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Irish-inspired arán bakery sets up in Buda


  • Zsófia Nagy

30/06/2021 10.51am

Bringing their self-proclaimed sourdough, Paddy, with them, the Hungarian couple running the Irish-inspired arán bakery have just set up in Buda, a sister outlet to their successful first venture on Wesselényi utca.

The owners, Kinga and Attila from Pécs, discovered a love of baking bread when they moved to Ireland in 2008. After numerous trips around Europe and the Americas, Attila studied baking and confectionery at the Technological University Dublin

Photo: Polyák Attila - We Love Budapest

The couple came back home in 2019 to open the arán bakery on Wesselényi utca. The store soon became a local favourite and was able to adapt to the changes during the pandemic: a webshop was set up and they also responded quickly to the needs of the changing clientele.

Photo: Polyák Attila - We Love Budapest

The bakery started to grow gradually. First, it moved into a nearby store, so customers had more space, and now it’s branched out into Buda. However, there is a well-defined framework for growth: for Kinga and Attila, personal presence and direct communication with customers and suppliers are very important, and they would not be able to provide this if they were a chain.

Photo: Polyák Attila - We Love Budapest

Arán is the Irish word for bread. It should come as no surprise, then, that their products do not fit into the Hungarian canon of cocoa swirls and half-kilos of half-brown loaves. This is why the vendors need specific expertise to introduce the uninitiated to the special world of their breads.

Photo: Polyák Attila - We Love Budapest

Work here requires practice, as the baking process is not the well-worn traditional one. Visitors not only come here when they’re hungry, but to embark on a journey of discovery, asking for exclusive ingredients, bread-baking tools or a little sample from the bakery’s range of sourdough.

​Although some of their exclusive products remain at Wesselényi utca, the prices are the same. Familiar favourites are complemented by new snacks tailored to the needs of nearby schools and universities or those crossing the busy transport hub of Móricz Zsigmond körtér. Almost certainly, the friendly staff working within this small, simply designed interior, operating mainly on a takeaway basis, will remember their customer’s order after only a couple of visits.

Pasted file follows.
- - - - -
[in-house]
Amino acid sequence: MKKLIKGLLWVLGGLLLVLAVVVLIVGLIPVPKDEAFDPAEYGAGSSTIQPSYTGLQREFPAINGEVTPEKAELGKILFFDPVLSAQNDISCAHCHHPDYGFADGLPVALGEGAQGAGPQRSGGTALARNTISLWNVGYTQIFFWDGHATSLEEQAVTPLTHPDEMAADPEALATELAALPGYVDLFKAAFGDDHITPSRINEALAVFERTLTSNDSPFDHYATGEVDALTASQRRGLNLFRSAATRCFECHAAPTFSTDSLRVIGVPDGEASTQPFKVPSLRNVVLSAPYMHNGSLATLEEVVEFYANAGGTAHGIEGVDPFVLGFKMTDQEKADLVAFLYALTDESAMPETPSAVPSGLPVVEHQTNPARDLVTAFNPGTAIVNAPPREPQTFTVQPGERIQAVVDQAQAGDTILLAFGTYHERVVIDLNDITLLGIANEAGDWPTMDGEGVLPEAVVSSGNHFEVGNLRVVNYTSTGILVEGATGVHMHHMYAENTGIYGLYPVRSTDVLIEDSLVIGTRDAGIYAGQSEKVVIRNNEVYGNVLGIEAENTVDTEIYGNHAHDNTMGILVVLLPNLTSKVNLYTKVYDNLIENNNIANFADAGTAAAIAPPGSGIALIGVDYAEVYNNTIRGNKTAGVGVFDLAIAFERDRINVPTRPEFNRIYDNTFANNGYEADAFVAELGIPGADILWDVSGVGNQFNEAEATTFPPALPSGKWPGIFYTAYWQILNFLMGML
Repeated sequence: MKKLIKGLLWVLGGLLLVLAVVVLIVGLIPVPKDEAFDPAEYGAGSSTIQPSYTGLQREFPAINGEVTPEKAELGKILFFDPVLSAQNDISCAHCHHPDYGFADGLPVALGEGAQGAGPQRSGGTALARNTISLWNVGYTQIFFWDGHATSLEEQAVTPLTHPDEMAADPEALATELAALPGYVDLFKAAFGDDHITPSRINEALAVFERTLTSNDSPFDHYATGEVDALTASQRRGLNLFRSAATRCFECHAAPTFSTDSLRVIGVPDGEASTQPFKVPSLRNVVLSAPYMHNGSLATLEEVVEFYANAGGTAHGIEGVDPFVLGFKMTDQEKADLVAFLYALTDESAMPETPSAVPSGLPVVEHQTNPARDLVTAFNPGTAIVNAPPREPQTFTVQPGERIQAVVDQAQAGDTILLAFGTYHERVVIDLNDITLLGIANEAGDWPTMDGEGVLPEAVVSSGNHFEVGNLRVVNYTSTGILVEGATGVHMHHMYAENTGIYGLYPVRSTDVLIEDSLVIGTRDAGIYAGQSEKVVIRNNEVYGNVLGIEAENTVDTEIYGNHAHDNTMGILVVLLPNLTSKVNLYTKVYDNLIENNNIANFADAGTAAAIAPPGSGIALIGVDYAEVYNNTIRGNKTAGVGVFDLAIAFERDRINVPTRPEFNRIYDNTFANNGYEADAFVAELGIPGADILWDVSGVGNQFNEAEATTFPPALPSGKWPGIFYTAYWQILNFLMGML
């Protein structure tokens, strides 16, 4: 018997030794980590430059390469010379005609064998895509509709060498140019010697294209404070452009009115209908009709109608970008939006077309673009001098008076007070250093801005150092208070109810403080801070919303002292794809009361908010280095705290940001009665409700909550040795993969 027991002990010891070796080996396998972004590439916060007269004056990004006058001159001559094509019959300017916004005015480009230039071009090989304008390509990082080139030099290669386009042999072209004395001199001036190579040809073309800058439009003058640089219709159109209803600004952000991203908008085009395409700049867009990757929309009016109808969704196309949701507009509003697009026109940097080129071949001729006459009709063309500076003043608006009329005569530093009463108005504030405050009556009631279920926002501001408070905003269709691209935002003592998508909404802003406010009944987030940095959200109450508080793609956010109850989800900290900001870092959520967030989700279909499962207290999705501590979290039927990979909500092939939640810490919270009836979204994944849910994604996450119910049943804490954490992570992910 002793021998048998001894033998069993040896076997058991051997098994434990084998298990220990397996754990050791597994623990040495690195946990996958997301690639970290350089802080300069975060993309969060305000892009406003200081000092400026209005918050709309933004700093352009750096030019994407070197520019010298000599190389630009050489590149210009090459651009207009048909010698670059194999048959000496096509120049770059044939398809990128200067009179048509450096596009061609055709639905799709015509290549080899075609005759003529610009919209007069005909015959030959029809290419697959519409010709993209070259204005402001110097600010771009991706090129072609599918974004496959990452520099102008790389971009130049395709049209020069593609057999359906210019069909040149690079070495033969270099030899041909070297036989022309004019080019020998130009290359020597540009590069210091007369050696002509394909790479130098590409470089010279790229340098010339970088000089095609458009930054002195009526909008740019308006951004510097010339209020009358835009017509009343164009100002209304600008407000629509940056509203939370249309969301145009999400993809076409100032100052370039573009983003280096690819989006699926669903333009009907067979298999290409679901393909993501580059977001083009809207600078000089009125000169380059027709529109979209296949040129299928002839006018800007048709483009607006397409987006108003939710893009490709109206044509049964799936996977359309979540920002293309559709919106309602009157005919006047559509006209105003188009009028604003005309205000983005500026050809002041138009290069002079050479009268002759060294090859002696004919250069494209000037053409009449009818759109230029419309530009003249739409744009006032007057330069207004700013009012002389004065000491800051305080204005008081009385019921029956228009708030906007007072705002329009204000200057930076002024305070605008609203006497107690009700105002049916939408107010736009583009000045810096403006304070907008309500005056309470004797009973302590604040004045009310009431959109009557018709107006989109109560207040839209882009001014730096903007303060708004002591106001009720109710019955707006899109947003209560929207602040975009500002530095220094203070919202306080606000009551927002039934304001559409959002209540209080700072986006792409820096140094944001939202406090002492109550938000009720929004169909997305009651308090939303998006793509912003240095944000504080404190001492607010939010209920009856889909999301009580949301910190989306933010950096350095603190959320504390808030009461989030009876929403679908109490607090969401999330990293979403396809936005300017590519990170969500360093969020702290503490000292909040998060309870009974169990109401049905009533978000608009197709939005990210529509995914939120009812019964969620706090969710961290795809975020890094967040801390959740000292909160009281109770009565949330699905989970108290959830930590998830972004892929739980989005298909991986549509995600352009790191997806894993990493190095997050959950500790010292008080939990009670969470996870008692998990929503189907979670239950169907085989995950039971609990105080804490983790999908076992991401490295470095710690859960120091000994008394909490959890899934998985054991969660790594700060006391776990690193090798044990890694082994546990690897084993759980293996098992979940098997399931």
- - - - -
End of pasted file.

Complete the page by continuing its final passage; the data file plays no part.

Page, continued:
Photo: Polyák Attila - We Love Budapest

A special offer, available only here, is the healthy, creamy, overnight-softened porridge (490 HUF with one topping), which can also be consumed with Greek yoghurt (590 HUF) and, if hedonism dictates, extra toppings (190 HUF).

For a quick, healthy breakfast refuel of a busy weekday, there can’t be anything better than this dish, with arán’s homemade peanut or almond butter and a little homemade granola for that extra crunch.

Photo: Polyák Attila - We Love Budapest

If you’ve had a bad morning then the cheese sandwich (1,290 HUF), available between 11am and 2pm, should help you forget your woes. Between two sturdy pieces of rustic bread, four types of cheese – Irish cheddar, French raclette and comté (medium hard, nutty aroma) and Italian Taleggio (slightly pungent yet soft, crystalised-salt crust) – come with just enough homemade kimchi so that warm, creamy flavours offset the tang of the fillings. When matched with the cream soups currently in the pipeline, this heavenly snack should make for the perfect lunch.

Photo: Polyák Attila - We Love Budapest

Although breads and pastries are made at Wesselényi utca, a larger kitchen has been set up on the upper level of the Buda store to keep the porridge extras and sandwiches as fresh as possible. In most cases, the bakery sticks to Hungarian ingredients, most of the flour supplied by the Garat mill in Mohács, for example.

Among the pastries, the crispy, buttered cinnamon roll (490 HUF) is a favourite, competing with the crispy crème brûlée croissant (750 HUF), filled with soft vanilla cream. One of Kinga's favorites is flódni, made with real Szatmár homemade jam made of 100% plums (890 HUF).

Fans of savoury pastries should try the mushroom pillow (600 HUF), as the texture of the mushrooms is excellent, or the pesto-cheese bar (390 HUF). Instead of traditional croissants and buns, Jerusalem bagels (390 HUF) await.

Photo: Polyák Attila - We Love Budapest

For fans of the breakfast pastry+coffee combo, One Eleven's lightly roasted coffee made especially for arán is available, with iced versions in summer. And if you’re just popping in for a loaf of bread, you’ll come across the usual high-quality, crispy-crusted, rustic versions. A favourite is miso-sesame (1,000 HUF), but clover-shaped Irish soda bread (590 HUF) goes well with butter or jam. Smooth sourdough (750 HUF) is also delicious.

Photo: Polyák Attila - We Love Budapest

The community of Szentimreváros in this part of Buda was curious about this new business from the off. And we have no doubt that this great little bakery, with its takeaway services, friendly, well-trained staff and well-priced products, will win the liking of local customers as well as students from the nearby schools and universities.

Where to find great sourdough

arán bakery – móricz
District XI. Móricz Zsigmond körtér 16A 
Current opening hours: Mon-Fri 8am-6pm, Sat 8am-3pm 

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